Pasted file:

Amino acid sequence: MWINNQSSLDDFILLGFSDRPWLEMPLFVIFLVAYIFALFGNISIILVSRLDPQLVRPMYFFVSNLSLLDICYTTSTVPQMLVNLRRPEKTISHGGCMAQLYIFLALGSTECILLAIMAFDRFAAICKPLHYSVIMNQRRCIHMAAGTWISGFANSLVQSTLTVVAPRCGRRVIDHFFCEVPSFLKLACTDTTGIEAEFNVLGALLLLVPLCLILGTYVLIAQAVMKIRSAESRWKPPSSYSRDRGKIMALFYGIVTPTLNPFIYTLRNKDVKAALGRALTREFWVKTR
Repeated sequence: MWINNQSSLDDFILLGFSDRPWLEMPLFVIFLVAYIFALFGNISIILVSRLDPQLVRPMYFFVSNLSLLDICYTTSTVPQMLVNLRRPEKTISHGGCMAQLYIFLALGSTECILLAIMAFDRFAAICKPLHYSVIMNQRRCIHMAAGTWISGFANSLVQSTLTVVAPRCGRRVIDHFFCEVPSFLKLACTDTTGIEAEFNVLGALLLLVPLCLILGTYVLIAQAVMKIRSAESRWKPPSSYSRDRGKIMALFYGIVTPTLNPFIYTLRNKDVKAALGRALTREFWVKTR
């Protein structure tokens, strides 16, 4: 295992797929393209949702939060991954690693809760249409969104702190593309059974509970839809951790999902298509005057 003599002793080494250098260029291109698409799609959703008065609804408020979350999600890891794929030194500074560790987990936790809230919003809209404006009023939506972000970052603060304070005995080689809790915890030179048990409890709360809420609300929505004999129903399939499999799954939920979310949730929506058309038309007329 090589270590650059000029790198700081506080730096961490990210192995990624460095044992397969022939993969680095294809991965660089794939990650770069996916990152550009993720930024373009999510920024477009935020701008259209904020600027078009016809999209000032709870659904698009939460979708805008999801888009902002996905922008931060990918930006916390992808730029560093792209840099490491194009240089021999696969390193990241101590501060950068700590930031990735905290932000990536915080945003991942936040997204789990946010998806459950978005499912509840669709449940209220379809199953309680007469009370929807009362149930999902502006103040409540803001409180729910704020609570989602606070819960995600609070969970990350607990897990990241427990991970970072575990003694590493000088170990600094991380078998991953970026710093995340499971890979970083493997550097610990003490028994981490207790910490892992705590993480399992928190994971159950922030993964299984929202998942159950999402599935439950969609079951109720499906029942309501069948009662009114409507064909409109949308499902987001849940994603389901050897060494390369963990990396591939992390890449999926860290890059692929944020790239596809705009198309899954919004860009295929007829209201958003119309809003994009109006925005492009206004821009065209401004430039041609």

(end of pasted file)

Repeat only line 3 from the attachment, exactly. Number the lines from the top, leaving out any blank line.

């Protein structure tokens, strides 16, 4: 295992797929393209949702939060991954690693809760249409969104702190593309059974509970839809951790999902298509005057 003599002793080494250098260029291109698409799609959703008065609804408020979350999600890891794929030194500074560790987990936790809230919003809209404006009023939506972000970052603060304070005995080689809790915890030179048990409890709360809420609300929505004999129903399939499999799954939920979310949730929506058309038309007329 090589270590650059000029790198700081506080730096961490990210192995990624460095044992397969022939993969680095294809991965660089794939990650770069996916990152550009993720930024373009999510920024477009935020701008259209904020600027078009016809999209000032709870659904698009939460979708805008999801888009902002996905922008931060990918930006916390992808730029560093792209840099490491194009240089021999696969390193990241101590501060950068700590930031990735905290932000990536915080945003991942936040997204789990946010998806459950978005499912509840669709449940209220379809199953309680007469009370929807009362149930999902502006103040409540803001409180729910704020609570989602606070819960995600609070969970990350607990897990990241427990991970970072575990003694590493000088170990600094991380078998991953970026710093995340499971890979970083493997550097610990003490028994981490207790910490892992705590993480399992928190994971159950922030993964299984929202998942159950999402599935439950969609079951109720499906029942309501069948009662009114409507064909409109949308499902987001849940994603389901050897060494390369963990990396591939992390890449999926860290890059692929944020790239596809705009198309899954919004860009295929007829209201958003119309809003994009109006925005492009206004821009065209401004430039041609």